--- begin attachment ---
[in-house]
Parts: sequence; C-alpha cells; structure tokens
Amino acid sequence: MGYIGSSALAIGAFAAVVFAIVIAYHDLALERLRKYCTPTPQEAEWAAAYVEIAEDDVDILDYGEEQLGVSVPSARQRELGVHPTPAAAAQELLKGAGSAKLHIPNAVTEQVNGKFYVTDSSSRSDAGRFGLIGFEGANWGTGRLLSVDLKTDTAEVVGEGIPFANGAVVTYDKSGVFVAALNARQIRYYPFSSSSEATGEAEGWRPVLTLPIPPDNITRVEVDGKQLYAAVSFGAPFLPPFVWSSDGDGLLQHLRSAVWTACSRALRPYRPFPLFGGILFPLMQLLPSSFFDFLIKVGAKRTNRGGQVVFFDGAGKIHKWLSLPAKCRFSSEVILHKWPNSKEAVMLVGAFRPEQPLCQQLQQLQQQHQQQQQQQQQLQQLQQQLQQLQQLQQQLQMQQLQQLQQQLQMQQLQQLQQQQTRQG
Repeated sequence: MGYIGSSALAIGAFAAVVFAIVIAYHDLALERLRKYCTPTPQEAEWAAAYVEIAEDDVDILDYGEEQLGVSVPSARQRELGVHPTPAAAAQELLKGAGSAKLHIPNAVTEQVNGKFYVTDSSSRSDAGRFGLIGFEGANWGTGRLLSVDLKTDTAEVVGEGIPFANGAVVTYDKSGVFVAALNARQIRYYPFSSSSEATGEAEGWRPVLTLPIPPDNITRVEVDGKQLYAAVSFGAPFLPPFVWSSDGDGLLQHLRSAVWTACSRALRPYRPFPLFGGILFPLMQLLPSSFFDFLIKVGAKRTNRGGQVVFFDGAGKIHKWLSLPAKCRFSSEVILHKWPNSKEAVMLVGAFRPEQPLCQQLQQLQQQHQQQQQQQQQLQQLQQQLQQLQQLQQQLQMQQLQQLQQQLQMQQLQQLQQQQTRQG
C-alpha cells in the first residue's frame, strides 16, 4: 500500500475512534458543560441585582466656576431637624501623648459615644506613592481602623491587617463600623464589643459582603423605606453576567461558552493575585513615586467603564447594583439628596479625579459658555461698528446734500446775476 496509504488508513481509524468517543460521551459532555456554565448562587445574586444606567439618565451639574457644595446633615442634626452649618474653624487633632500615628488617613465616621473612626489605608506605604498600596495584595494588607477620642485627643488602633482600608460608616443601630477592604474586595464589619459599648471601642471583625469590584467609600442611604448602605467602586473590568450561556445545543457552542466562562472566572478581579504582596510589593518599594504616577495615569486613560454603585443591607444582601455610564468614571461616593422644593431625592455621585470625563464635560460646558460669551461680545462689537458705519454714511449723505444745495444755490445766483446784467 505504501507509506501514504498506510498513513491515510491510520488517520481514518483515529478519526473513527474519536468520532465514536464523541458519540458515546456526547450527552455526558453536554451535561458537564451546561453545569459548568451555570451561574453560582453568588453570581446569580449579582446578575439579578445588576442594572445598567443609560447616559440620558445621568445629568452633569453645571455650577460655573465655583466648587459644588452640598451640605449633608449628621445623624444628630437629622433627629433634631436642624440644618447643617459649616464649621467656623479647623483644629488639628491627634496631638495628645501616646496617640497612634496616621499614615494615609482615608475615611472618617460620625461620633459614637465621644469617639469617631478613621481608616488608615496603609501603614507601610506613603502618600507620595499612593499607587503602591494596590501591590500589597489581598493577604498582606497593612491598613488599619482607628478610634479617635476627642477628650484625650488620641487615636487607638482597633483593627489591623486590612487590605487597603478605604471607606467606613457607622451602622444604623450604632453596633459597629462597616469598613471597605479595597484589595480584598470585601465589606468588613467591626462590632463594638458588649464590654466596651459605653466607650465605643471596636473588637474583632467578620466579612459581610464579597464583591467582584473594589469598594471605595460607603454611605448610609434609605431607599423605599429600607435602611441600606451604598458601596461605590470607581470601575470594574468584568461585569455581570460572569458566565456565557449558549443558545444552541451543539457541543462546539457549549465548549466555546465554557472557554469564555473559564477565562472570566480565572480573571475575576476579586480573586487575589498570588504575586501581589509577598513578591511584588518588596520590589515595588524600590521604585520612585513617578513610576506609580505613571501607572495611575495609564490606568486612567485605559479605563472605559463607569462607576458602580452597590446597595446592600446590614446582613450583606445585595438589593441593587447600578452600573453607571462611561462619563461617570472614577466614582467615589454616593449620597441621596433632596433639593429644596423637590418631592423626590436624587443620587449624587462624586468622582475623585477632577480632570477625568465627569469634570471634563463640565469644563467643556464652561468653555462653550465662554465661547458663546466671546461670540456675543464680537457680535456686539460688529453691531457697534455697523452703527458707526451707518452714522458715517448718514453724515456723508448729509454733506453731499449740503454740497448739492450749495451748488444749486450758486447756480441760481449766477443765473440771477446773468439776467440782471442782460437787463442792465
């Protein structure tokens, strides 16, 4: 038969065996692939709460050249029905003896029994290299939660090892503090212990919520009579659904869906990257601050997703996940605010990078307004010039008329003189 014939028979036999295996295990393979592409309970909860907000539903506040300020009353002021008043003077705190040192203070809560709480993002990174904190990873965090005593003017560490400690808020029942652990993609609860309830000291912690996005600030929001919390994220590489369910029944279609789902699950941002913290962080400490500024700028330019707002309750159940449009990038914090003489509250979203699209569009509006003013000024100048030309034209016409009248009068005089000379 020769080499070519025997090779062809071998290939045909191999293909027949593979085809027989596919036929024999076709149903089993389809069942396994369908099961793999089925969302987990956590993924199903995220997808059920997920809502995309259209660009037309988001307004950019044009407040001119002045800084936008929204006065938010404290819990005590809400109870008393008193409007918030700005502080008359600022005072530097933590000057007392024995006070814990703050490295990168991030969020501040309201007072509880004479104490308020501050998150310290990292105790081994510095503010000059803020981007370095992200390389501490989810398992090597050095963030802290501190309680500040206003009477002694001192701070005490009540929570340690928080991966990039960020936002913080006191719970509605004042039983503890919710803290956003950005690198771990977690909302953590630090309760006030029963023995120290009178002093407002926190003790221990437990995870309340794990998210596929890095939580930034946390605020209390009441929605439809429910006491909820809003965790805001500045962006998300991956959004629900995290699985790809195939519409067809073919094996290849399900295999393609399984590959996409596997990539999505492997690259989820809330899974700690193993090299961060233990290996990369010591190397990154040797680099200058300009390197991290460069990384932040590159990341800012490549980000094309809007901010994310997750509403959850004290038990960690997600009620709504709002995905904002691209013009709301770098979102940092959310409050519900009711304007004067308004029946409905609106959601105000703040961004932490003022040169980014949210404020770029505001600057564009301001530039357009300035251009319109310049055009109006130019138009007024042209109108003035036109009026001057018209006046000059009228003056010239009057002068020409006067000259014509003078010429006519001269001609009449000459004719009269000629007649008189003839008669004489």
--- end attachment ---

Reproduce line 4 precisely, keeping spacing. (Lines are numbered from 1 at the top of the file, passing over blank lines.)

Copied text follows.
Repeated sequence: MGYIGSSALAIGAFAAVVFAIVIAYHDLALERLRKYCTPTPQEAEWAAAYVEIAEDDVDILDYGEEQLGVSVPSARQRELGVHPTPAAAAQELLKGAGSAKLHIPNAVTEQVNGKFYVTDSSSRSDAGRFGLIGFEGANWGTGRLLSVDLKTDTAEVVGEGIPFANGAVVTYDKSGVFVAALNARQIRYYPFSSSSEATGEAEGWRPVLTLPIPPDNITRVEVDGKQLYAAVSFGAPFLPPFVWSSDGDGLLQHLRSAVWTACSRALRPYRPFPLFGGILFPLMQLLPSSFFDFLIKVGAKRTNRGGQVVFFDGAGKIHKWLSLPAKCRFSSEVILHKWPNSKEAVMLVGAFRPEQPLCQQLQQLQQQHQQQQQQQQQLQQLQQQLQQLQQLQQQLQMQQLQQLQQQLQMQQLQQLQQQQTRQG